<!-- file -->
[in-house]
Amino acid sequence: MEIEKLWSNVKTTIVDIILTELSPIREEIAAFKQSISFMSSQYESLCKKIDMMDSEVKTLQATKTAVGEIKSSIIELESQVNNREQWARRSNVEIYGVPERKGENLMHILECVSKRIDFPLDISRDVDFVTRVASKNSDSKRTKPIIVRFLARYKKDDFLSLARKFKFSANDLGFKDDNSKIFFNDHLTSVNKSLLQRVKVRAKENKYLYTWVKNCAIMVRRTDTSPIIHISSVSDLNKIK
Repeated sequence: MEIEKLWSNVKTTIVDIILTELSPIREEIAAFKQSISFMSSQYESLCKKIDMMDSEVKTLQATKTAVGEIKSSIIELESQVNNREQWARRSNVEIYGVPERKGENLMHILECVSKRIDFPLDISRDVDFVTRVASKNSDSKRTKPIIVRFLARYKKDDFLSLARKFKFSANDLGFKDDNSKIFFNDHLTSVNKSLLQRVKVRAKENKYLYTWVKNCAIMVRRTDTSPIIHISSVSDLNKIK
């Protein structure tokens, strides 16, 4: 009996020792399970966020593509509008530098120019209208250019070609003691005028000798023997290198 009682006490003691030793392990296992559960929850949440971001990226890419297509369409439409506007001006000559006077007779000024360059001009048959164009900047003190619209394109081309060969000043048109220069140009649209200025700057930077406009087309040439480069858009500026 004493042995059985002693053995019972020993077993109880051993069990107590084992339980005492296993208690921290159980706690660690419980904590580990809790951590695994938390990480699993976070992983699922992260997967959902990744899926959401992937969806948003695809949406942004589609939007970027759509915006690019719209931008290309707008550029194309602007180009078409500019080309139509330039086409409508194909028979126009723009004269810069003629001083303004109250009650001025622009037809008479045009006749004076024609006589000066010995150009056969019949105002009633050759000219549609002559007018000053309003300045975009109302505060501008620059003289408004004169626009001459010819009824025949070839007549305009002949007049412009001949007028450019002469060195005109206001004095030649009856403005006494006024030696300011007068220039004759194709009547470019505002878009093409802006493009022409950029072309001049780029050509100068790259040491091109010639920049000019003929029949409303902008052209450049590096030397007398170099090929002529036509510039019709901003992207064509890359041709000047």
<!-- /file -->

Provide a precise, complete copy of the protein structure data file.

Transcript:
[in-house]
Amino acid sequence: MEIEKLWSNVKTTIVDIILTELSPIREEIAAFKQSISFMSSQYESLCKKIDMMDSEVKTLQATKTAVGEIKSSIIELESQVNNREQWARRSNVEIYGVPERKGENLMHILECVSKRIDFPLDISRDVDFVTRVASKNSDSKRTKPIIVRFLARYKKDDFLSLARKFKFSANDLGFKDDNSKIFFNDHLTSVNKSLLQRVKVRAKENKYLYTWVKNCAIMVRRTDTSPIIHISSVSDLNKIK
Repeated sequence: MEIEKLWSNVKTTIVDIILTELSPIREEIAAFKQSISFMSSQYESLCKKIDMMDSEVKTLQATKTAVGEIKSSIIELESQVNNREQWARRSNVEIYGVPERKGENLMHILECVSKRIDFPLDISRDVDFVTRVASKNSDSKRTKPIIVRFLARYKKDDFLSLARKFKFSANDLGFKDDNSKIFFNDHLTSVNKSLLQRVKVRAKENKYLYTWVKNCAIMVRRTDTSPIIHISSVSDLNKIK
């Protein structure tokens, strides 16, 4: 009996020792399970966020593509509008530098120019209208250019070609003691005028000798023997290198 009682006490003691030793392990296992559960929850949440971001990226890419297509369409439409506007001006000559006077007779000024360059001009048959164009900047003190619209394109081309060969000043048109220069140009649209200025700057930077406009087309040439480069858009500026 004493042995059985002693053995019972020993077993109880051993069990107590084992339980005492296993208690921290159980706690660690419980904590580990809790951590695994938390990480699993976070992983699922992260997967959902990744899926959401992937969806948003695809949406942004589609939007970027759509915006690019719209931008290309707008550029194309602007180009078409500019080309139509330039086409409508194909028979126009723009004269810069003629001083303004109250009650001025622009037809008479045009006749004076024609006589000066010995150009056969019949105002009633050759000219549609002559007018000053309003300045975009109302505060501008620059003289408004004169626009001459010819009824025949070839007549305009002949007049412009001949007028450019002469060195005109206001004095030649009856403005006494006024030696300011007068220039004759194709009547470019505002878009093409802006493009022409950029072309001049780029050509100068790259040491091109010639920049000019003929029949409303902008052209450049590096030397007398170099090929002529036509510039019709901003992207064509890359041709000047």